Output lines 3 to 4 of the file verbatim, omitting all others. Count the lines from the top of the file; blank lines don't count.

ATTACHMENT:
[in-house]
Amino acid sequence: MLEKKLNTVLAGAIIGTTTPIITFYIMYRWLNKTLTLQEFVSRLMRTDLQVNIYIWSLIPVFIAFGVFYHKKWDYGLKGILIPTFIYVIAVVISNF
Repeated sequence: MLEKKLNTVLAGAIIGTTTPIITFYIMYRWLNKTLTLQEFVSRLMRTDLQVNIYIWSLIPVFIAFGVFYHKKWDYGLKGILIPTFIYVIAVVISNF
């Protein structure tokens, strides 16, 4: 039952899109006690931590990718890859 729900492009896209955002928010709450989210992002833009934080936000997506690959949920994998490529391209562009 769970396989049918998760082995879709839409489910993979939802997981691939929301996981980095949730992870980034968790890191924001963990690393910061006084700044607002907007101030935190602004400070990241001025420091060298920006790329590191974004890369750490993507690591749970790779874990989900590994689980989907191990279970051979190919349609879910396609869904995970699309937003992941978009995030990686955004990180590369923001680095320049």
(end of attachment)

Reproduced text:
Repeated sequence: MLEKKLNTVLAGAIIGTTTPIITFYIMYRWLNKTLTLQEFVSRLMRTDLQVNIYIWSLIPVFIAFGVFYHKKWDYGLKGILIPTFIYVIAVVISNF
């Protein structure tokens, strides 16, 4: 039952899109006690931590990718890859 729900492009896209955002928010709450989210992002833009934080936000997506690959949920994998490529391209562009 769970396989049918998760082995879709839409489910993979939802997981691939929301996981980095949730992870980034968790890191924001963990690393910061006084700044607002907007101030935190602004400070990241001025420091060298920006790329590191974004890369750490993507690591749970790779874990989900590994689980989907191990279970051979190919349609879910396609869904995970699309937003992941978009995030990686955004990180590369923001680095320049």